2020 Golden Globes: The Full List of Nominees

Andrew Scott stars in Fleabag.
Andrew Scott stars in Fleabag.
Steve Schofield/Amazon Studios

Awards season is officially upon us and we're all rushing out to the movie theater—or, more frequently, our own couches—to load up on some of the year's biggest movie and television titles.

Now that the 2020 Golden Globe nominations have been announced, it's clear that Netflix's investment in original content like Martin Scorsese's The Irishman and Noah Baumbach's Marriage Story, which scored the most nominations with six, was a wise decision.

On the television side, streaming emerged victorious as well; The Crown landed a total of four nominations while Phoebe Waller-Bridge's Amazon hit Fleabag earned three, including one for "Hot Priest" Andrew Scott, who was a notable Emmy snub. Amazingly, Game of Thrones was nominated for just a single award: a Best Actor in a Drama Series nomination for Kit Harington.

Below is the full list of nominees for the 77th annual Golden Globe Awards, which will take place on January 5, 2020.

Best Motion Picture, Drama

1917
The Irishman
Joker
Marriage Story
The Two Popes

Best Motion Picture—Musical or Comedy

Once Upon a Time in Hollywood
Jojo Rabbit
Knives Out
Rocketman
Dolemite Is My Name

Best Motion Picture—Foreign Language

The Farewell
Pain and Glory
Portrait of a Lady on Fire
Parasite
Les Misérables

Best Director, Motion Picture

Bong Joon Ho, Parasite
Sam Mendes, 1917
Todd Phillips, Joker
Martin Scorsese, The Irishman
Quentin Tarantino, Once Upon a Time … in Hollywood

Best Screenplay—Motion Picture

Noah Baumbach, Marriage Story
Bong Joon-ho and Han Jin-won, Parasite
Anthony McCarten, The Two Popes
Quentin Tarantino, Once Upon a Time in Hollywood
Steven Zaillian, The Irishman

Best Original Score, Motion Picture

Alexandre Desplat, Little Women
Hildur Gudnadottir, Joker
Randy Newman, Marriage Story
Thomas Newman, 1917
Daniel Pemberton, Motherless Brooklyn

Best Original Song—Motion Picture

Beautiful Ghosts, Cats
I'm Gonna Love Me Again, Rocketman
Into the Unknown, Frozen II
Spirit, The Lion King
Stand Up, Harriet

Best Actor in a Supporting Role in Any Motion Picture

Tom Hanks, A Beautiful Day in the Neighborhood
Anthony Hopkins, The Two Popes
Al Pacino, The Irishman
Joe Pesci, The Irishman
Brad Pitt, Once Upon a Time in Hollywood

Best Actress in a Supporting Role in Any Motion Picture

Kathy Bates, Richard Jewell
Annette Bening, The Report
Laura Dern, Marriage Story
Jennifer Lopez, Hustlers
Margot Robbie, Bombshell

Best Actor in a Motion Picture—Musical or Comedy

Daniel Craig, Knives Out
Roman Griffin Davis, Jojo Rabbit
Leonardo DiCaprio, Once Upon a Time in Hollywood
Taron Egerton, Rocketman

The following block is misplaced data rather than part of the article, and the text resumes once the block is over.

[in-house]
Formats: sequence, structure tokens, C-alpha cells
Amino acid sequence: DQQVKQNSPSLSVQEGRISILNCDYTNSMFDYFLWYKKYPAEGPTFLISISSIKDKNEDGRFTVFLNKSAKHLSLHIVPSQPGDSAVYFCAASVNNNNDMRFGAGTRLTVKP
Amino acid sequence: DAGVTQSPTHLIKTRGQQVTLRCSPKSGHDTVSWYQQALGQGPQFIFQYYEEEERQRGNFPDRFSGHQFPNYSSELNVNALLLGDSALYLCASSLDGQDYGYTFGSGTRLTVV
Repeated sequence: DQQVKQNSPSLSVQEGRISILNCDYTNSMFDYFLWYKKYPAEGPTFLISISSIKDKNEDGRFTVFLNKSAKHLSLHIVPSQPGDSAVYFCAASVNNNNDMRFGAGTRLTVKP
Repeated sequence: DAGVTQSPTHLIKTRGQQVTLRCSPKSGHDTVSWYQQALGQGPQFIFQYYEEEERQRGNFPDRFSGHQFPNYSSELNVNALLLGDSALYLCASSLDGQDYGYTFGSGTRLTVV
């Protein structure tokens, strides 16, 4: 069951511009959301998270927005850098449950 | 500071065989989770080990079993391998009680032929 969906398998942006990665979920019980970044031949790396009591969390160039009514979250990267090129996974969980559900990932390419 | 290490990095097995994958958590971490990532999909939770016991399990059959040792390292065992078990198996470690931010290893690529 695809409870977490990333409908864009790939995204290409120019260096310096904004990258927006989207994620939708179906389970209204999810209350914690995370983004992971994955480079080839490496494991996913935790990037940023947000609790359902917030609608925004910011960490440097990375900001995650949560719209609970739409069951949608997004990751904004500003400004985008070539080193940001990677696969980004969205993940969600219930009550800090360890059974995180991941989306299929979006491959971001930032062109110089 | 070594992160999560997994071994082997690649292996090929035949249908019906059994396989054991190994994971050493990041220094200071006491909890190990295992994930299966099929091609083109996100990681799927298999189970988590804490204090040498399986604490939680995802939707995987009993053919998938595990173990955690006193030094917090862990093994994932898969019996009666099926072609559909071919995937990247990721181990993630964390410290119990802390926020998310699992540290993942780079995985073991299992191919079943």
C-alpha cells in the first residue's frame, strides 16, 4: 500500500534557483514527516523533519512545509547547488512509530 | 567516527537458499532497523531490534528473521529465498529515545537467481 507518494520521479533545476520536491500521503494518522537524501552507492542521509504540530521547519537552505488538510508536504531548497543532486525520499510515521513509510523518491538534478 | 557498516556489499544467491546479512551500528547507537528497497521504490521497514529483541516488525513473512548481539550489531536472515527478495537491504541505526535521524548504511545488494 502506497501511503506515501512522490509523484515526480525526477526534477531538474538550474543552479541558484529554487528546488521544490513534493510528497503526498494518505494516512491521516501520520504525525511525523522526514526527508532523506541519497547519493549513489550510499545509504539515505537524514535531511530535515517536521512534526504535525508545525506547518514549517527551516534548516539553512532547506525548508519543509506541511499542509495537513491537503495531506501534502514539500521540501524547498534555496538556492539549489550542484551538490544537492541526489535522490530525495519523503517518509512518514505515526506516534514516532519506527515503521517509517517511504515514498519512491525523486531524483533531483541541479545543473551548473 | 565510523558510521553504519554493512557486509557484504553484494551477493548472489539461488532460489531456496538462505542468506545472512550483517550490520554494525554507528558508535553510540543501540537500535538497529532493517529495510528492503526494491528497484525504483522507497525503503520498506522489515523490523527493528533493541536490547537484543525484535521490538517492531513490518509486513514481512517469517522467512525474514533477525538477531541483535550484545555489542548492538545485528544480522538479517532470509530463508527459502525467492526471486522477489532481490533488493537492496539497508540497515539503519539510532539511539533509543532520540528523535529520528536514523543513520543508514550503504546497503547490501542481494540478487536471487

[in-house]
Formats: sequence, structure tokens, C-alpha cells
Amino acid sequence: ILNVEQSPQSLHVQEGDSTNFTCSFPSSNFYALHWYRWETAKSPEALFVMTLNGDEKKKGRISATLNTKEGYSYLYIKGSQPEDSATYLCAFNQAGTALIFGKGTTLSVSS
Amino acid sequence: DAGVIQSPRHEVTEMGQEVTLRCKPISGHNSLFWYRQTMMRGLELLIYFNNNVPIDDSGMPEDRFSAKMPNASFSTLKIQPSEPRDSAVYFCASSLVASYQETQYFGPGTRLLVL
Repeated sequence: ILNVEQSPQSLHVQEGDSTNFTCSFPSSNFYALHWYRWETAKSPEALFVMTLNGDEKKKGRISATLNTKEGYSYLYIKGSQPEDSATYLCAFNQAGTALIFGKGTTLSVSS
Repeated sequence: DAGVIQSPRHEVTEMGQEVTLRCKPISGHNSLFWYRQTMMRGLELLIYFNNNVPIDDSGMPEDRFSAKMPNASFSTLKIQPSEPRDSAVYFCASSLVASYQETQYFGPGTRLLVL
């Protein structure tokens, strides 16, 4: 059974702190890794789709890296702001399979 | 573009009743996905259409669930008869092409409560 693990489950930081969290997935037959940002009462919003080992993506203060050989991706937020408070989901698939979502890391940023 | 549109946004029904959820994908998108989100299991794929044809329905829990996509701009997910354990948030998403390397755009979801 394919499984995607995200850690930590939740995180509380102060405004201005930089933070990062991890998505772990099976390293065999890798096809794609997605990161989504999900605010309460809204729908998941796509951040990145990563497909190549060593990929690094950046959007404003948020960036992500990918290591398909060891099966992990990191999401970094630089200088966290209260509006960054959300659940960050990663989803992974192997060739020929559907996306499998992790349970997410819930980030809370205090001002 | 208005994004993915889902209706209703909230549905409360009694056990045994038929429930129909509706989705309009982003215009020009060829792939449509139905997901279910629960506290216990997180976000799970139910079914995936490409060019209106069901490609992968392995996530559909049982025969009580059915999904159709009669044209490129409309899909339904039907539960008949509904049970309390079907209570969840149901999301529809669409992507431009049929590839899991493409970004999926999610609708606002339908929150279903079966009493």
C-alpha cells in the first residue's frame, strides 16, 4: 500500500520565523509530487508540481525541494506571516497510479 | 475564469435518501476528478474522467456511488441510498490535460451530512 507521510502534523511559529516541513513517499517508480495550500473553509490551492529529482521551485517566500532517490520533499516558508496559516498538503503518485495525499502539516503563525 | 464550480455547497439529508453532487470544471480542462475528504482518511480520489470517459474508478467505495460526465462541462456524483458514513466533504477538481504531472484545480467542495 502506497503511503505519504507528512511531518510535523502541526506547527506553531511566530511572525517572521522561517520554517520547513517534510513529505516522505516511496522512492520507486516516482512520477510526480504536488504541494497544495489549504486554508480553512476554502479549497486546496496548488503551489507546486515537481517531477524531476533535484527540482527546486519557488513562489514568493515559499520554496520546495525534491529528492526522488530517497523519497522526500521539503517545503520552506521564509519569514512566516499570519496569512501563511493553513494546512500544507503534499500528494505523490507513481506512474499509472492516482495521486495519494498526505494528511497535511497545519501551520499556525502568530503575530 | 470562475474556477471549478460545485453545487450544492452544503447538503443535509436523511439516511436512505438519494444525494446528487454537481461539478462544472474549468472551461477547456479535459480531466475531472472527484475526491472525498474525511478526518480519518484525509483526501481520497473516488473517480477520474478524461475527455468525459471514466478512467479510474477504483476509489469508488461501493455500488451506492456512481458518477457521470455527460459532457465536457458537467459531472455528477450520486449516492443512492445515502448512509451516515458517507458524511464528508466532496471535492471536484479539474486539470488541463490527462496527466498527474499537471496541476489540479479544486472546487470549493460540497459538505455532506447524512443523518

Eddie Murphy, Dolemite Is My Name

Best Motion Picture—Animated

Frozen II
How to Train Your Dragon: The Hidden World
Missing Link
Toy Story 4
Lion King

Best Actor in a Motion Picture—Drama

Christian Bale, Ford v Ferrari
Antonio Banderas, Pain and Glory
Adam Driver, Marriage Story
Joaquin Phoenix, Joker
Jonathan Pryce, The Two Popes

Best Actress in a Motion Picture—Drama

Cynthia Erivo, Harriet
Scarlett Johansson, Marriage Story
Saoirse Ronan, Little Women
Charlize Theron, Bombshell
Renée Zellweger, Judy

Best Actress in a Motion Picture—Musical or Comedy

Awkwafina, The Farewell
Ana de Armas, Knives Out
Cate Blanchett, Where'd You Go, Bernadette
Beanie Feldstein, Booksmart
Emma Thompson, Late Night

Best Performance by an Actor in a Limited Series or Motion Picture Made for Television

Christopher Abbott, Catch-22
Sacha Baron Cohen, The Spy
Russell Crowe, The Loudest Voice
Jared Harris, Chernobyl
Sam Rockwell, Fosse/Verdon

Best Performance by an Actress in a Limited Series or Motion Picture Made for Television

Kaitlyn Dever, Unbelievable
Joey King, The Act
Helen Mirren, Catherine the Great
Merritt Wever, Unbelievable
Michelle Williams, Fosse/Verdon

Best Television Limited Series or Motion Picture Made for Television

Catch-22, Hulu
Chernobyl, HBO
Fosse/Verdon, FX
The Loudest Voice, Showtime
Unbelievable, Netflix

Best Performance by an Actress in a Supporting Role in a Series, Limited Series or Motion Picture Made for Television

Patricia Arquette, The Act
Helena Bonham Carter, The Crown
Toni Collette, Unbelievable
Meryl Streep, Big Little Lies
Emily Watson, Chernobyl

Best Performance by an Actor in a Television Series, Drama

Brian Cox, Succession
Kit Harington, Game of Thrones
Rami Malek, Mr. Robot
Tobias Menzies, The Crown
Billy Porter, Pose

Best Performance by an Actor in a Supporting Role in a Series, Limited Series or Motion Picture Made for Television

Alan Arkin, The Kominsky Method
Kieran Culkin, Succession
Andrew Scott, Fleabag
Stellan Skarsgård, Chernobyl
Henry Winkler, Barry

Best Television Series—Drama

Big Little Lies, HBO
The Crown, Netflix
Killing Eve, AMC
The Morning Show, Apple TV+
Succession, HBO

Best Performance by an Actress in a Television Series, Drama

Jennifer Aniston, The Morning Show
Olivia Colman, The Crown
Jodie Comer, Killing Eve
Nicole Kidman, Big Little Lies
Reese Witherspoon, The Morning Show

Best Television Series—Musical or Comedy

Barry, HBO
Fleabag, Amazon
The Kominsky Method, Netflix
The Marvelous Mrs. Maisel, Amazon
The Politician, Netflix